The Bankruptcy Code: A Brief Overview (Part One)

This article is part of a 3-part series that discusses and analyses the new Insolvency and Bankruptcy Code, 2016 (the “Code”). Our previous post, written when the Code was still just a Bill that had been introduced in Parliament, had sought to give a brief overview of the changes that were proposed. With this 3-part series, we seek to provide a more extensive understanding and analysis of the important provisions of the Code, in the background of the ever-increasing difficulty in debt collection in India.


In this first part of the series, we explore the insolvency and liquidation processes for companies and limited liability partnerships. The article focuses on the substantive and procedural provisions in the Code in this regard. The second part of the series will explore the scope of the bankruptcy proceedings against individuals and partnership firms. In the final part of this series, we will evaluate the infrastructural changes that the Code seeks to bring about, and understand whether these operational changes are effective in improving the overall experience and efficiency of debt recollection and bankruptcy proceedings in India.


India has had a myriad of bankruptcy and insolvency laws for many years now. These legislations have often grappled with the complex nature of the insolvency process, and the Government has previously resorted to enacting new legislations to address, sometime specific, problems. This has led to the existence of multiple legislations such as the Presidency Towns Insolvency Act, 1909 and Provincial Insolvency Act, 1920, the Companies Act, 2013, Sick Industrial Companies (Special Provisions) Repeal Act, 2003 (SICA), Limited Liability Partnership Act, 2008 (LLP Act), Securitization and Reconstruction of Financial Assets and Enforcement of Security Interest Act, 2002 (SARFAESI) and others. This new law, which received Presidential assent on 28 May 2016, seeks to consolidate and support quicker resolution of bankruptcy.

The objectives of the Code, as stated in its preamble is as follows:

“…to consolidate and amend the laws relating to reorganisation and insolvency resolution of corporate persons, partnership firms and individuals in a time bound manner for maximisation of value of assets of such persons, to promote entrepreneurship, availability of credit and balance the interests of all the stakeholders including alteration in the order of priority of payment of Government dues and to establish an Insolvency and Bankruptcy Board of India, and for matters connected therewith or incidental thereto.”

The Insolvency Resolution Process

Parts III & IV of the Code deal with the insolvency resolution and liquidation proceedings with respect to corporate debtors, which, by definition, includes companies, LLPs, and any other person incorporated with limited liability under a law for the time being in force, but excludes financial service providers.

Under Section 4 of the Code, the insolvency resolution process (“IRP”) can be initiated against a company when there is a default of INR 1,00,000/- (Indian Rupees OneLakh Only) and above. Depending on whether the debt is financial [see Section 5(8) of the Code] or operational [see Section 5(22) of the Code], there are three separate processes to be followed:

  1. Financial Creditors can make a direct application to the Adjudicating Authority (“AA”) for initiating an IRP. They also have to submit records of default to the Information Utilities (“IU”).
  2. Operational Creditors must first submit an invoice or notice demanding payment from the corporate debtor. In case the debtor does not repay the amount in 10 days from the receipt of the demand notice or copy of the invoice, the operational creditor can make an application to the AA for initiating an IRP. The records evidencing the debt must also be submitted to the IU.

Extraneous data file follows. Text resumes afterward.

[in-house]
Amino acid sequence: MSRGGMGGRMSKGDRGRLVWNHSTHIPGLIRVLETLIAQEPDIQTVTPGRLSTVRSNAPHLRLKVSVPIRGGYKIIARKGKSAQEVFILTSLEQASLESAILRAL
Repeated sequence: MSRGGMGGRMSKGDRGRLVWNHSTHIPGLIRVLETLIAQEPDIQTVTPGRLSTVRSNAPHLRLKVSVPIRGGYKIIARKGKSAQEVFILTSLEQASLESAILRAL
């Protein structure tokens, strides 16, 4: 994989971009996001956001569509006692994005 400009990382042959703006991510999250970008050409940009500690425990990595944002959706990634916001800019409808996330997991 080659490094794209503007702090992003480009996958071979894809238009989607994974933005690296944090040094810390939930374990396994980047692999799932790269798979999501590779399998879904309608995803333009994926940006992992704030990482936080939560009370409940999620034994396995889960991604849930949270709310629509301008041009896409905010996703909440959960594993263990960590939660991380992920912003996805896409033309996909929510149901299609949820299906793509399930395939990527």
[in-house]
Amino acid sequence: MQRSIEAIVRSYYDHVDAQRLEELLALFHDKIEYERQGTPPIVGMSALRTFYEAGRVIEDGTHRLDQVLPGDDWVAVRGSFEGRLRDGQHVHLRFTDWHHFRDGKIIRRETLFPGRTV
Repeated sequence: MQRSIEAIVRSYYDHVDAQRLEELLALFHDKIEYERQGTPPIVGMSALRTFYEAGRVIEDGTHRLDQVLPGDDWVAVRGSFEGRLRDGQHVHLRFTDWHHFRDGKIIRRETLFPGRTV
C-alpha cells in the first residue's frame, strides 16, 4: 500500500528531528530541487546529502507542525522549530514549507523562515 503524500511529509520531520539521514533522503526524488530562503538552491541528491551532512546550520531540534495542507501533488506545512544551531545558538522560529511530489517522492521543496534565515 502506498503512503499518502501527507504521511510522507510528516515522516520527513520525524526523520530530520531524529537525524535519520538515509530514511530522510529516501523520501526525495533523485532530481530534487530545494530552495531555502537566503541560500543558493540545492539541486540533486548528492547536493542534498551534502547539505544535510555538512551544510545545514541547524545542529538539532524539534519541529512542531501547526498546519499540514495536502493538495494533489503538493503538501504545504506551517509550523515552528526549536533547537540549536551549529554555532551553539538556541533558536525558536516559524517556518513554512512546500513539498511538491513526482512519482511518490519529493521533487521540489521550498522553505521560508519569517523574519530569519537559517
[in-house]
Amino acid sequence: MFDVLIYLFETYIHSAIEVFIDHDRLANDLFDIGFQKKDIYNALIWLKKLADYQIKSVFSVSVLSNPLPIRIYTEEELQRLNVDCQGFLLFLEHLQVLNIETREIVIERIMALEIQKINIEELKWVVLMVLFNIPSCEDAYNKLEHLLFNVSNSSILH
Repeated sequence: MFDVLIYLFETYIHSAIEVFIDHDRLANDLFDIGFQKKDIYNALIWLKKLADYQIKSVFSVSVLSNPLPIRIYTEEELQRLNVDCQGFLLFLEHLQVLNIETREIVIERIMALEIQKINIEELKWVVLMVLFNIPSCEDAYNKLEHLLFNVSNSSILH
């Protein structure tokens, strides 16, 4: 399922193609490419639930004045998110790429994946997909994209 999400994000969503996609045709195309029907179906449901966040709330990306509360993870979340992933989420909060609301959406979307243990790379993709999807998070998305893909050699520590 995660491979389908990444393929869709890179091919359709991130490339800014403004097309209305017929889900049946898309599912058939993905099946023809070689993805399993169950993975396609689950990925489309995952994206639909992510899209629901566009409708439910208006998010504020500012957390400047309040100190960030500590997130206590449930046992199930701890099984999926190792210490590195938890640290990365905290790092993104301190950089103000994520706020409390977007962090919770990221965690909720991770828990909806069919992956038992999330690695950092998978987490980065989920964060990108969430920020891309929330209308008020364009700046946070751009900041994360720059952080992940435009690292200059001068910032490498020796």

3. Corporate Applicants (the corporate debtor, its shareholders, management or employees) can make an application for the initiation of IRP under Section 10 of the Code.

If the AA accepts the application to initiate an IRP, it first makes a public announcement that the concerned creditor will be involved in such a process. It also appoints an Interim Resolution Professional (either by itself, or one suggested by the applicant) within 14 days of accepting the application. This Interim Resolution Professional (RP) will take charge of the business and affairs of the company. While the Board of Directors of the defaulting company continues, the decisions and instructions are as per the RP. This is to ensure that the RP can take care of the accounts of the company, and protect all assets till the IRP is completed.

Further, a moratorium starts from the insolvency commencement date, and will continue for 180 days, till the end of the IRP. While the moratorium is active, no one can initiate any suits, proceedings or recovery actions of any kind against the debtor. The RP’s primary responsibility after assuming his position is to appoint a Committee of Creditors (“COC”). This will be constituted of all financial creditors. This Committee will then take over the running of the company from the RP, and take care of its business and assets. Each creditor will have a say equal to the percentage of the debt that is owed to him. In case a creditor is both financial and operational, he/she will be on the COC and have a vote equal to the percentage of only the financial debt owed to him. Further, under Section 24 of the Code, operational creditors (one or as a group) who are owed 10% or more of the total debt, can have one person attending all COC meetings. This representative can only observe the meetings, and have no voting powers.

On being appointed, the COC first appoints an Insolvency Professional (IP). This can either be the same one appointed by the Court, or another from the pool of Insolvency Professionals, as appointed by the Insolvency Professional Agencies. However, the most important task of the COC is to review the Insolvency Resolutions submitted to it by a resolution applicant (this can be a financial creditor, an operational creditor, or a corporate applicant). The purpose of the resolution is to lay down the exact process to be followed by the company to repay its debts to the creditors. If 75% of the COC members agree on a resolution, it is sent to the AA (through the IP).